This is the second installment in a two-part series reviewing important terms for the antique tractor collector. Please use my Idle Chatter podcast as a supplement to Parts 1 and 2. Most if not all topics covered in the podcasts are applicable to any machine or engine. [read part 1]

Spark Plug Heat Range, Reach, And Gap

The precise arcing the of the spark plug is required not only to start a gasoline engine but to occur on every ignition event. As collectors, we do not use our tractors as their original design intended. Because of this, there are many engines that run poorly due to a misunderstanding about spark plugs.

The gap of the plug, which is defined as the separation between the side and center electrodes, is there to create an arc. If there were no gap, there would be no arc to ignite the fuel and air mixture since the electricity would go directly to ground.

The gap is the measurement of this space and varies from 0.025 inch to 0.035 inch. It is a specification and not a descriptive term. The gap (measurement) creates the ionization window, where the mixture is ignited. The wider the gap (more clearance) the larger the ionization window, which is ideal, if examined in that respect alone.

The gap is a balancing act of creating an aggressive ionization window while allowing the ignition coil to jump it and keep an arc there for as many degrees of crankshaft rotation as possible. The ideal is to keep the plug arcing for an extended time, measured in crankshaft degrees.

The potential energy of the ignition system determines the magnitude of the ionization window. An engine misfires when the gap is too wide (the coil cannot keep the spark plug arcing) or too narrow (an insufficient area for the air fuel mixture to enter and be exposed to the arc).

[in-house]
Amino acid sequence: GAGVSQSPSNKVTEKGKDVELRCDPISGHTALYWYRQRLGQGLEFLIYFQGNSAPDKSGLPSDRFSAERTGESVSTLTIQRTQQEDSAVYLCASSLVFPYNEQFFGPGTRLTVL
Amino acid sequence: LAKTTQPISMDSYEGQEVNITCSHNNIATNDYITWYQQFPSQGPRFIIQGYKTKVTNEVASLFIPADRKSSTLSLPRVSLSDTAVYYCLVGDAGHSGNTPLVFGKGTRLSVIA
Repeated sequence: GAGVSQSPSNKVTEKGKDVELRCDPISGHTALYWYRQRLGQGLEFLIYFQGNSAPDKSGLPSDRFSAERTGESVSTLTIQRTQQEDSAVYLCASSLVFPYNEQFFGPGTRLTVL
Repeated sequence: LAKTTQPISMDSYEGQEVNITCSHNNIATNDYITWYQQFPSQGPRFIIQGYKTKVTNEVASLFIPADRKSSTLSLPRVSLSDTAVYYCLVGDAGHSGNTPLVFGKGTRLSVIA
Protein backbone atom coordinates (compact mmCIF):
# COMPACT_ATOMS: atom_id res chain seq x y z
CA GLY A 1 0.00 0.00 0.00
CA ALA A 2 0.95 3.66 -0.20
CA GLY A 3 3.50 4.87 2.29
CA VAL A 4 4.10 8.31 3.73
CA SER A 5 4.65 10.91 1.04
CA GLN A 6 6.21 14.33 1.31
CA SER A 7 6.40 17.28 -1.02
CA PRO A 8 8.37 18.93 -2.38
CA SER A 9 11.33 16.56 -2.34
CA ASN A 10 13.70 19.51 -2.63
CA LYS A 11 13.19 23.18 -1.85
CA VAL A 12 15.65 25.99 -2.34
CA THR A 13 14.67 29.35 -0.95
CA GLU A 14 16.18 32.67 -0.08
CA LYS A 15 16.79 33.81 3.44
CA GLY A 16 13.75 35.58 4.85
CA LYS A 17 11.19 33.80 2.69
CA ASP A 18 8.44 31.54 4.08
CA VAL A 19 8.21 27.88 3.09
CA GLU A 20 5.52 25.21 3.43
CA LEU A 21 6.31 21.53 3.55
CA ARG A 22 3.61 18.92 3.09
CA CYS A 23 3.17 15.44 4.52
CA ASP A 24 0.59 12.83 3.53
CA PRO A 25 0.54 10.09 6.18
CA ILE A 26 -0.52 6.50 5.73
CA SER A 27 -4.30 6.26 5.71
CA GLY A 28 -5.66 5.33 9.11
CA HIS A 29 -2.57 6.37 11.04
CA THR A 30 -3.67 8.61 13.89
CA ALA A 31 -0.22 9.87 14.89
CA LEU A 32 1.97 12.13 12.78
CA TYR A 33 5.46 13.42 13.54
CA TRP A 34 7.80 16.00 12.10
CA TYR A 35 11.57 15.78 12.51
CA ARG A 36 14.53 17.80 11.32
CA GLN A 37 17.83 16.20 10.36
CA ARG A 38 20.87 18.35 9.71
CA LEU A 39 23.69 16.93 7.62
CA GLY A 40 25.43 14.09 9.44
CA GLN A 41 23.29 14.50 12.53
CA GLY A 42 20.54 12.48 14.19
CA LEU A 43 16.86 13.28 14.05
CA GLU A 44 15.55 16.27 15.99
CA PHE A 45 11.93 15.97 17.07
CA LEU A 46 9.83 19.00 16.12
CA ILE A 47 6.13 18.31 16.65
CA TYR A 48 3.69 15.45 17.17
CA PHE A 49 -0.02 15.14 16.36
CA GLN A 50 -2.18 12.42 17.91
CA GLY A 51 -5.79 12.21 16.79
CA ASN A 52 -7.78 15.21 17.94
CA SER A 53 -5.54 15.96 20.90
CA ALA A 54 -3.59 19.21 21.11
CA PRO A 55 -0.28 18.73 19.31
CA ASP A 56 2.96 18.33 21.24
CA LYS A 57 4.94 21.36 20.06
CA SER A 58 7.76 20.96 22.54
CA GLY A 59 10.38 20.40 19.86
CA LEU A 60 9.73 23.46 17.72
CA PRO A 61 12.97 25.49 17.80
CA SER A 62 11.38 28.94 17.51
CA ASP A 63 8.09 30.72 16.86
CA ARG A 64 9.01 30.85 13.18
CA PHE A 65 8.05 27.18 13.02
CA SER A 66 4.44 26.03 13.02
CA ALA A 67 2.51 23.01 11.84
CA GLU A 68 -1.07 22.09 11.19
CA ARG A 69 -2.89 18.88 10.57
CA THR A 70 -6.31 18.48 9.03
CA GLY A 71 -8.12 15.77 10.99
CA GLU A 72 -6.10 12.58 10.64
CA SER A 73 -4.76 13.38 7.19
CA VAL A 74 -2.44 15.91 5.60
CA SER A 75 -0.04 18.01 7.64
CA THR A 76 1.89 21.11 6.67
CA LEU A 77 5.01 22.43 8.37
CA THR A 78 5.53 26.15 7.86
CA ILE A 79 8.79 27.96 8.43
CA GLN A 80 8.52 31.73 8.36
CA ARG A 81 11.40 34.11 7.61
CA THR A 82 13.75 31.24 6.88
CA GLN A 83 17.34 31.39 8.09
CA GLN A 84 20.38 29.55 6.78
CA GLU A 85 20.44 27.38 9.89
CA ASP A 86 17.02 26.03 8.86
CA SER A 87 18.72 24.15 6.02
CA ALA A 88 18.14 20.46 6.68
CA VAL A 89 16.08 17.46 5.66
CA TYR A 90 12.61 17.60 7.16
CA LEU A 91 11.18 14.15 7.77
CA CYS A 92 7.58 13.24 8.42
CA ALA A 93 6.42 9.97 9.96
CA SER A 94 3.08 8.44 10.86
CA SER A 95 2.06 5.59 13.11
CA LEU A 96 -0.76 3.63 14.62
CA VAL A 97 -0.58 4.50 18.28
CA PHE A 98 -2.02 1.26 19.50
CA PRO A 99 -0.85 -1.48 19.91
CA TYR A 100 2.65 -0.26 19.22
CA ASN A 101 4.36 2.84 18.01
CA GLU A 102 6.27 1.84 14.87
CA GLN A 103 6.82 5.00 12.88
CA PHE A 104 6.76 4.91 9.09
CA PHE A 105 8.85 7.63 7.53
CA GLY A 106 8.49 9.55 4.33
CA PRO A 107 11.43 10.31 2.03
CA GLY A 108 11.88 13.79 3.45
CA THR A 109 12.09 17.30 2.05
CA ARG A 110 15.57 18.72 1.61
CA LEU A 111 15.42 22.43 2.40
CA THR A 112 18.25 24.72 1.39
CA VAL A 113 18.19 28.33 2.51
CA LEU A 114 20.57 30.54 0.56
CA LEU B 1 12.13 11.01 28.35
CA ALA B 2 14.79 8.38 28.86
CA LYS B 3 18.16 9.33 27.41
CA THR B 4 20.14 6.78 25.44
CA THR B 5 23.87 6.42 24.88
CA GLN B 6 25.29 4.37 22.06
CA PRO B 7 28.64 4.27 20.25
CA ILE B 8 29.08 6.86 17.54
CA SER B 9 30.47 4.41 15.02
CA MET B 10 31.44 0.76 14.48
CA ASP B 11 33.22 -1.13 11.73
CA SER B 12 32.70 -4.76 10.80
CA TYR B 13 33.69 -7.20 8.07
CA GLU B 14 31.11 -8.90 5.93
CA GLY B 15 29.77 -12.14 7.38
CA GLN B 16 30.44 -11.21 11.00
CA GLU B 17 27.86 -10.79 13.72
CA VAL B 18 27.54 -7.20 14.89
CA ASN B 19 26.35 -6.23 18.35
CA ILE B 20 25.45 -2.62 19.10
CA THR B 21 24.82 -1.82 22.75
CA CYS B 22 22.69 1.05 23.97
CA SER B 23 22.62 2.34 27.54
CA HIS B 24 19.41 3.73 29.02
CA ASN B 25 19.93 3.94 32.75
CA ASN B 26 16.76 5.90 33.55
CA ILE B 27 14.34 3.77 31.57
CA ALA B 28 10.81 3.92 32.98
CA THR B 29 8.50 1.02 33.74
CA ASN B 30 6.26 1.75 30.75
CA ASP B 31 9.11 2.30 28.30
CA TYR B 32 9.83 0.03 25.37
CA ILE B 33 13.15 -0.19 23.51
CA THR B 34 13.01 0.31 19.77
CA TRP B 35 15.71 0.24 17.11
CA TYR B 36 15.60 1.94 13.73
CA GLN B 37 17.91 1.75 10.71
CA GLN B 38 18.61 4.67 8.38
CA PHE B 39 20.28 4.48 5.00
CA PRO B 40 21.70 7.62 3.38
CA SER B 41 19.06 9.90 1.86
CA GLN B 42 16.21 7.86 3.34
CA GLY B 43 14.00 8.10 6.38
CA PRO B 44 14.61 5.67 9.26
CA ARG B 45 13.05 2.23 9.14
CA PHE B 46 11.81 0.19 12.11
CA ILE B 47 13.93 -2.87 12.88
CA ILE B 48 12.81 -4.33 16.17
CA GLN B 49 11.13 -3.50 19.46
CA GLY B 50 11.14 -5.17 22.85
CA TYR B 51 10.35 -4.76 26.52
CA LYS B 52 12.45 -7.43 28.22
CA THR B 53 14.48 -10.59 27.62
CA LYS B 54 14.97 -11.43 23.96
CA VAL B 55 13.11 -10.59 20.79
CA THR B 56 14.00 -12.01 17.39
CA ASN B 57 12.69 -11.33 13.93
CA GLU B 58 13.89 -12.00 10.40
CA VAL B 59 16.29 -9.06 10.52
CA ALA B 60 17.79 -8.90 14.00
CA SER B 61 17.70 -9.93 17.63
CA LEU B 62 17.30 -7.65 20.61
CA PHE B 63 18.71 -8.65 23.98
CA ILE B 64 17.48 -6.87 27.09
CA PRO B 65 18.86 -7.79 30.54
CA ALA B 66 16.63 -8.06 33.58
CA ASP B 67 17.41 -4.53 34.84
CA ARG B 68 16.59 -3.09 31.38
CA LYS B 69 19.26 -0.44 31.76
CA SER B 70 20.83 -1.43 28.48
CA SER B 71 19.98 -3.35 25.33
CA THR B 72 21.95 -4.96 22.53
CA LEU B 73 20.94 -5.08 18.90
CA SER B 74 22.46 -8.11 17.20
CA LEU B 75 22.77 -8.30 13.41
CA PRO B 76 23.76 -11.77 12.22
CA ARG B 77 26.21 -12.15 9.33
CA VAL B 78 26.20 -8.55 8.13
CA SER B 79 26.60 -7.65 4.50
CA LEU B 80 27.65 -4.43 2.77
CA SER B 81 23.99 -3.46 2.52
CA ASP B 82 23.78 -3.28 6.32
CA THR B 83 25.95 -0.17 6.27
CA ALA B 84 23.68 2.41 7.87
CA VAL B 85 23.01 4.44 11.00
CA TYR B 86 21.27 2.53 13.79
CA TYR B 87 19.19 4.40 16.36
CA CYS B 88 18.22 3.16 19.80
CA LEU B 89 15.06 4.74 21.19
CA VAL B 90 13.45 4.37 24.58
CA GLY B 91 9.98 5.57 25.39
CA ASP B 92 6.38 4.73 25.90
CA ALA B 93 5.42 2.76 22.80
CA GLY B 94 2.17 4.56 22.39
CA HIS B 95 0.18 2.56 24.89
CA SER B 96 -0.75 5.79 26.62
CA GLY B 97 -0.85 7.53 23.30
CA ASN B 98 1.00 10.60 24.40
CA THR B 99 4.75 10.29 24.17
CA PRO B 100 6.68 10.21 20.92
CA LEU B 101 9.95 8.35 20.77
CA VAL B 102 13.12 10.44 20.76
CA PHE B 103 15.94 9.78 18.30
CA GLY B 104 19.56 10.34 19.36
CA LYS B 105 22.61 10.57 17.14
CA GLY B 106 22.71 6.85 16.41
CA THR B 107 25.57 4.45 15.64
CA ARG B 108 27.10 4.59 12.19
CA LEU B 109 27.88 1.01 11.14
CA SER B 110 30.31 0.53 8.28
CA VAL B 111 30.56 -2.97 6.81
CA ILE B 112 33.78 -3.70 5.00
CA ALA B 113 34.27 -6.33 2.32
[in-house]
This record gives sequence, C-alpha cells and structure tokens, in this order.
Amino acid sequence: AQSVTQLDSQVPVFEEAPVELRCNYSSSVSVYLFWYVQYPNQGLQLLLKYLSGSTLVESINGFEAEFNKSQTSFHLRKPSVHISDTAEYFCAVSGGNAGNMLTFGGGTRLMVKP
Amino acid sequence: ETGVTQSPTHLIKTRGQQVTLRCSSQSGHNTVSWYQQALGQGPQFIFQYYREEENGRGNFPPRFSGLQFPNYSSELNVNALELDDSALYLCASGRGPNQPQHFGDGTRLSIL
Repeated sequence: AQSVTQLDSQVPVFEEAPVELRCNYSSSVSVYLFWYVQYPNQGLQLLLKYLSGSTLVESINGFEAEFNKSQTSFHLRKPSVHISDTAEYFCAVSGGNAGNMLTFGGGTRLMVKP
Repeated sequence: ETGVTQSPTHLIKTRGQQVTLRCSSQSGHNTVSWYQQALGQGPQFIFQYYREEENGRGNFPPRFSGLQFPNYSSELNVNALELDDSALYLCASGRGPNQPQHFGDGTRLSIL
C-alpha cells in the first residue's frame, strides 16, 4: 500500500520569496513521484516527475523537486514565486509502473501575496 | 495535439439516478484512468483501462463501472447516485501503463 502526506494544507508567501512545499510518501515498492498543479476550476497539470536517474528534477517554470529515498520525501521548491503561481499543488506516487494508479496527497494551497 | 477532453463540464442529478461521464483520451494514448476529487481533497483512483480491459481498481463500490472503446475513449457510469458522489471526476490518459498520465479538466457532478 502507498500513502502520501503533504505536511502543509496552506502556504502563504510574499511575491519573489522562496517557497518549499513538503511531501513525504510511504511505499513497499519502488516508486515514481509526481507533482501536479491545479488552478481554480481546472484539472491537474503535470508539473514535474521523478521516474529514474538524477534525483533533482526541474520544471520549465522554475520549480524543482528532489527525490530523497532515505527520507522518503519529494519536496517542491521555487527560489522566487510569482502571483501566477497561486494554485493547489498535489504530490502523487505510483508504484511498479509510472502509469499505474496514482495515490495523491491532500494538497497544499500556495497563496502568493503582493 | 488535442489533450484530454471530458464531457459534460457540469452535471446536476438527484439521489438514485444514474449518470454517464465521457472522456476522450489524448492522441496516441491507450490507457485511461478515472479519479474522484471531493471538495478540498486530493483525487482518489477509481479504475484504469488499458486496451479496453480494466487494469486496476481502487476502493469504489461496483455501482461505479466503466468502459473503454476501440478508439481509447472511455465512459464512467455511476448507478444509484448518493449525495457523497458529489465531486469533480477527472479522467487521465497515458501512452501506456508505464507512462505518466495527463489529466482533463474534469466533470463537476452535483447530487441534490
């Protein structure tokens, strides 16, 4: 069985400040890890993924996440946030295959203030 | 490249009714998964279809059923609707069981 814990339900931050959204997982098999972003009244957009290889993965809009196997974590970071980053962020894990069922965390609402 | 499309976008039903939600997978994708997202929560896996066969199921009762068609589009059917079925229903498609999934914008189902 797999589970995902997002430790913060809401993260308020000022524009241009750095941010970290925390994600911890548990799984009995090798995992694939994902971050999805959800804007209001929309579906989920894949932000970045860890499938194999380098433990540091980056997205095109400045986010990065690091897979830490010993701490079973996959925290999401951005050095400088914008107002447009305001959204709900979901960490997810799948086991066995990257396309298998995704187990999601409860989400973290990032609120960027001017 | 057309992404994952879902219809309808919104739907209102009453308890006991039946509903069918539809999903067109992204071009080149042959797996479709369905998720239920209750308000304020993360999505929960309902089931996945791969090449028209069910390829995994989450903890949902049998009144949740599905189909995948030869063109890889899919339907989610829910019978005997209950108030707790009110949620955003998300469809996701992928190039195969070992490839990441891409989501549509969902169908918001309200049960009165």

The reach of a spark plug is the distance from the beginning of the threads to the sealing surface. The reach along with the tip design will impact how far into the bore the ionization window will be placed.

Heat range of a spark plug is often misunderstood. In simple terms it describes how much heat will remain at the tip and not move into the casting of the cylinder head.

For a spark plug’s tip to remain clean and not collect carbon, it needs to maintain a tip temperature of a minimum of 932 F degrees. Most spark plugs are designed to operate reliably up to 1,472 F degrees. If the tip does not exceed the minimum temperature, over time, it will become fouled.

The heat range is a metric to identify the temperature that remains at the tip and is not moved to the cylinder head.

Thus, what we call a hotter plug will transfer less heat and a colder plug will move more temperature to the cylinder head. A hot plug is slower to transfer heat while a colder one moves it from the tips quicker.

The length of the porcelain insulator cone that is exposed above the casing of the plug determines the heat range. A hot plug (slow heat transfer away from the tip) will have a long insulator cone. The tip will stay hotter and the deposits will burn off.

Conversely, a cold spark plug will transfer heat from the tip quickly due to a short insulator cone. The tip will stay cooler and be more prone to deposit formation.

A collector tractor will enjoy a hotter spark plug with the specified reach and a gap (ionization window) that is 0.005 inch wider than the specification. This will keep the plugs cleaner from its lack of use under load and short run time.

Valve Lash